But it is two factors in my working conditions that pushed me to retirement at the age of 60. I was senior technician in an NHS hospital and preparations had started for a huge reorganisation which meant merging two hospitals. I had worked very hard over the years, with the consultant of the department to achieve in our lab an efficient, patient-centred environment. I knew the other lab practices and head. I could not face the upheaval and retired. Our lab was very democratic with a consultant who respected the patients and the technicians – not always the case at the time.

In the last years of work I had become very aware of my age. When a young doctor came to plead for an urgent test that he forgot or neglected to request in good time, he (I do mean male doctors, I cannot say I noticed female Drs. behaving in the same way) scanned the office and made a bee line towards the young female technicians, ignoring me, though knowing full well that the final decision would be mine.

My first experience of being an old woman to keep away from.
http://archive.feedblitz.com/19938/~5949789/52631512/a9a6428b2915931db4262c0321a5bd15

WHY I SMILE AT CHILDREN or ageism is alive and well.

 

I am ‘gutted’ as my grandson would say. For the second time in a month I turn up at the Bank without the necessary documentation that I had prepared carefully on the kitchen table.

When I arrived back home I burst into tears. Not because of the event but because of the thought of what the bank manager and staff would think of me. I am used to these lapses and am learning how to minimising them. I remember how my now deceased friend panicked in these circumstances and on the whole I manage them with serenity. At nearly 82 I have been coping reasonably well with the decline of certain faculties. But a recent experience made me feel worthless.
At a conference coffee break, a recently retired academic knowing that I am a U3A (University of the Third Age)  member announced that she had joined the organisation. She proceeded to describe in the most vicious ageist terms the behaviour of the members of her group. I could not believe my ears when she ascribed mockingly to each one of them the most ageist, prejudiced characteristics that I have come across in my 20 years of being interested in the representation of old women.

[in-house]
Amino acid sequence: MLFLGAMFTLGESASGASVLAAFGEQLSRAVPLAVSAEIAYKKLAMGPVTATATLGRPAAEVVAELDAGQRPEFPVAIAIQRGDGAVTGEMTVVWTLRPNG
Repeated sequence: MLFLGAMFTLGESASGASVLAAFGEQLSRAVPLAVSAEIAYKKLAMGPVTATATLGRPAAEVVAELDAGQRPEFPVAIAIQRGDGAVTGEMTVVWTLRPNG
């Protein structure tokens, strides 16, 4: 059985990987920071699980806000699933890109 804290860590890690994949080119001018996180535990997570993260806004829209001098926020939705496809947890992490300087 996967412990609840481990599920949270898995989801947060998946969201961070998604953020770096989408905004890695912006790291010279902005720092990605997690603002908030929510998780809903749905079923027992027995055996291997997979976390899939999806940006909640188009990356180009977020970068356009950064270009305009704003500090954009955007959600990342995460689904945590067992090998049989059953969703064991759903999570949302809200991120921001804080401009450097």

It left me speechless trying to understand what was going on and the meaning of this diatribe.

The episode did make a mark on me. If an old woman academic could perceive us old women in this way, talk about us in this way what do other people think when they see my white hair, my sometimes unsteady gait, my forgetfulness?

Maybe that is why, in the tube, in the street I smile at little children who look at me with interest.

AGEISM AND ANGER

I was considering changing my lifestyle to keep healthy in my 80s as advocated by hundreds of  Ageing Advice sites on the net.  I am already eating healthily, and I try to take regular exercise. To avoid stressful situations is more difficult but I thought I was doing rather well until I came across Angela Rippon two programmes entitled How To Keep Young * . I started to see red, to get angry, to lose my temper. Not a very healthy response but for pity’s sake I am not young, Neither is she. Who is she addressing? 18 years old, 30? Older? is 50 young or old? is 71 Rippon’s age young?

God knows why I took the online  test What Is My Real Age? Do I need to have a test to know my real age? I know how old I am. I was born exactly 81 years, 4 months, 23 days and 4 hours ago. The test gave me a body age of 85. Does the body include the brain? Keep my cool ?  the blooming cheek!  I am all of 81 -and bits – years old no more no less.